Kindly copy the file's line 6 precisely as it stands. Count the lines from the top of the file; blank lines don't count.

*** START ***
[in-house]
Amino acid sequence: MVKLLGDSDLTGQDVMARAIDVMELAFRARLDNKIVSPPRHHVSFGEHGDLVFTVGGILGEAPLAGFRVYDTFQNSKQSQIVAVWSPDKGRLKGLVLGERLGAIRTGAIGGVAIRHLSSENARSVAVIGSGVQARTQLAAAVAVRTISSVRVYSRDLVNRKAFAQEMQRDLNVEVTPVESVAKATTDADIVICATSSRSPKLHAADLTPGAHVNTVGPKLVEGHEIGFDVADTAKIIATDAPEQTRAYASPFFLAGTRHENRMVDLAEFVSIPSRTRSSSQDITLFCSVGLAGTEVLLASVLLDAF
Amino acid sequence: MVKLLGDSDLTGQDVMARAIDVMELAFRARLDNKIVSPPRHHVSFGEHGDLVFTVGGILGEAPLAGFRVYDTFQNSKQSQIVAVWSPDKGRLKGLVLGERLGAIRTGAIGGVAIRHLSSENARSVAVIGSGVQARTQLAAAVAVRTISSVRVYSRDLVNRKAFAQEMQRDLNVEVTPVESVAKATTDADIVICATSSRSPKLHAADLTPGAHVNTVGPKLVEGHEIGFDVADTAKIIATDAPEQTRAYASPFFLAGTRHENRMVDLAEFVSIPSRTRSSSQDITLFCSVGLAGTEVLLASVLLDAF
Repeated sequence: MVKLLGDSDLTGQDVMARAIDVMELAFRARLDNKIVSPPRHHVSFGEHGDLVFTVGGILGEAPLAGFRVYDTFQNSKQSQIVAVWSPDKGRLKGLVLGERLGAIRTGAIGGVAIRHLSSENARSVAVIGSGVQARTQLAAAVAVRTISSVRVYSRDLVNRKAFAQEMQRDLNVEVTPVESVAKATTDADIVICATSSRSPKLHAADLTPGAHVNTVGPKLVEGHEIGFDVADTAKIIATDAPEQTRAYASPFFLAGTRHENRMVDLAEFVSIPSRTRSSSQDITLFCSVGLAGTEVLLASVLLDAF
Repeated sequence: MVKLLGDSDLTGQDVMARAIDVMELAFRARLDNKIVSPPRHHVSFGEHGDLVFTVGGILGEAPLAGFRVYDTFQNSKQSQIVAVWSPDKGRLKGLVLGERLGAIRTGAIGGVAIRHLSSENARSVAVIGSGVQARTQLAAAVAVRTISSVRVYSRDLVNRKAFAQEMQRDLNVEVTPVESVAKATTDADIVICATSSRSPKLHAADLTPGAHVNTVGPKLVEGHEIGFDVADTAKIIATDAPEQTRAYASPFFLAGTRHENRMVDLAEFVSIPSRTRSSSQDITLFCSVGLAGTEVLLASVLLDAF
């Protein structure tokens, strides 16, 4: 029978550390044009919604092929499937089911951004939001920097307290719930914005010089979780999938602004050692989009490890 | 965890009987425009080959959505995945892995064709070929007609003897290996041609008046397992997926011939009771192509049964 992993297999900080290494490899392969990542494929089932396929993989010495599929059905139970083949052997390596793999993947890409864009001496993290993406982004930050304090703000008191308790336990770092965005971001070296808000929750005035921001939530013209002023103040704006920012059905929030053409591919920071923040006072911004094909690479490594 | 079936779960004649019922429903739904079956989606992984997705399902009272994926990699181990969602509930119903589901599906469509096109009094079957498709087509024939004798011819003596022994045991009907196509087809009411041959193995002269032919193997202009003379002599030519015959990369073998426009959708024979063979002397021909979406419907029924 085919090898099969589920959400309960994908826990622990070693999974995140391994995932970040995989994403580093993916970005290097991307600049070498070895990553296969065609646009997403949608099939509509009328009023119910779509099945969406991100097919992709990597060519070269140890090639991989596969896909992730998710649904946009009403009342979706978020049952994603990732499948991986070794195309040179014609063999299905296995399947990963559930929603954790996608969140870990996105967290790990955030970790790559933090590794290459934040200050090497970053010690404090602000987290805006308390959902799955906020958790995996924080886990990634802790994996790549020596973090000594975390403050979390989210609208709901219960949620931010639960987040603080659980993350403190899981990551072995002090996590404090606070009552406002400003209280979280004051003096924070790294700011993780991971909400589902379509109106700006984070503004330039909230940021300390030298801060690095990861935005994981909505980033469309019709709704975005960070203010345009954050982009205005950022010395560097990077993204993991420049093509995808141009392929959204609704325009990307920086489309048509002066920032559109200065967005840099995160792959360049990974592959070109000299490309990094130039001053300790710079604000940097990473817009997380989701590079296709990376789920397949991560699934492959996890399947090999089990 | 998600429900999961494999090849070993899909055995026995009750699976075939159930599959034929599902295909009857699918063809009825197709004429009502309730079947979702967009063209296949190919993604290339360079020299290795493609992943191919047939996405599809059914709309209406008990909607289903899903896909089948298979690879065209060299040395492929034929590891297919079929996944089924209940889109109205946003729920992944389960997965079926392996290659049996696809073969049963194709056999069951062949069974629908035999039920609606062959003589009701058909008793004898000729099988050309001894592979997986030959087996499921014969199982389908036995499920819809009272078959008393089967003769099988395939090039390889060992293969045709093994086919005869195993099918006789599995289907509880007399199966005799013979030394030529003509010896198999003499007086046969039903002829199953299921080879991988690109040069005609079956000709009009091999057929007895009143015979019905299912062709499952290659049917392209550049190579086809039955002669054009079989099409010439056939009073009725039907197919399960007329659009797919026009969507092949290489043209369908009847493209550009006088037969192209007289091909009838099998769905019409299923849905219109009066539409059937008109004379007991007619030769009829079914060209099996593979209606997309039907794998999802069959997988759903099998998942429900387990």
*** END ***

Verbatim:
């Protein structure tokens, strides 16, 4: 029978550390044009919604092929499937089911951004939001920097307290719930914005010089979780999938602004050692989009490890 | 965890009987425009080959959505995945892995064709070929007609003897290996041609008046397992997926011939009771192509049964 992993297999900080290494490899392969990542494929089932396929993989010495599929059905139970083949052997390596793999993947890409864009001496993290993406982004930050304090703000008191308790336990770092965005971001070296808000929750005035921001939530013209002023103040704006920012059905929030053409591919920071923040006072911004094909690479490594 | 079936779960004649019922429903739904079956989606992984997705399902009272994926990699181990969602509930119903589901599906469509096109009094079957498709087509024939004798011819003596022994045991009907196509087809009411041959193995002269032919193997202009003379002599030519015959990369073998426009959708024979063979002397021909979406419907029924 085919090898099969589920959400309960994908826990622990070693999974995140391994995932970040995989994403580093993916970005290097991307600049070498070895990553296969065609646009997403949608099939509509009328009023119910779509099945969406991100097919992709990597060519070269140890090639991989596969896909992730998710649904946009009403009342979706978020049952994603990732499948991986070794195309040179014609063999299905296995399947990963559930929603954790996608969140870990996105967290790990955030970790790559933090590794290459934040200050090497970053010690404090602000987290805006308390959902799955906020958790995996924080886990990634802790994996790549020596973090000594975390403050979390989210609208709901219960949620931010639960987040603080659980993350403190899981990551072995002090996590404090606070009552406002400003209280979280004051003096924070790294700011993780991971909400589902379509109106700006984070503004330039909230940021300390030298801060690095990861935005994981909505980033469309019709709704975005960070203010345009954050982009205005950022010395560097990077993204993991420049093509995808141009392929959204609704325009990307920086489309048509002066920032559109200065967005840099995160792959360049990974592959070109000299490309990094130039001053300790710079604000940097990473817009997380989701590079296709990376789920397949991560699934492959996890399947090999089990 | 998600429900999961494999090849070993899909055995026995009750699976075939159930599959034929599902295909009857699918063809009825197709004429009502309730079947979702967009063209296949190919993604290339360079020299290795493609992943191919047939996405599809059914709309209406008990909607289903899903896909089948298979690879065209060299040395492929034929590891297919079929996944089924209940889109109205946003729920992944389960997965079926392996290659049996696809073969049963194709056999069951062949069974629908035999039920609606062959003589009701058909008793004898000729099988050309001894592979997986030959087996499921014969199982389908036995499920819809009272078959008393089967003769099988395939090039390889060992293969045709093994086919005869195993099918006789599995289907509880007399199966005799013979030394030529003509010896198999003499007086046969039903002829199953299921080879991988690109040069005609079956000709009009091999057929007895009143015979019905299912062709499952290659049917392209550049190579086809039955002669054009079989099409010439056939009073009725039907197919399960007329659009797919026009969507092949290489043209369908009847493209550009006088037969192209007289091909009838099998769905019409299923849905219109009066539409059937008109004379007991007619030769009829079914060209099996593979209606997309039907794998999802069959997988759903099998998942429900387990």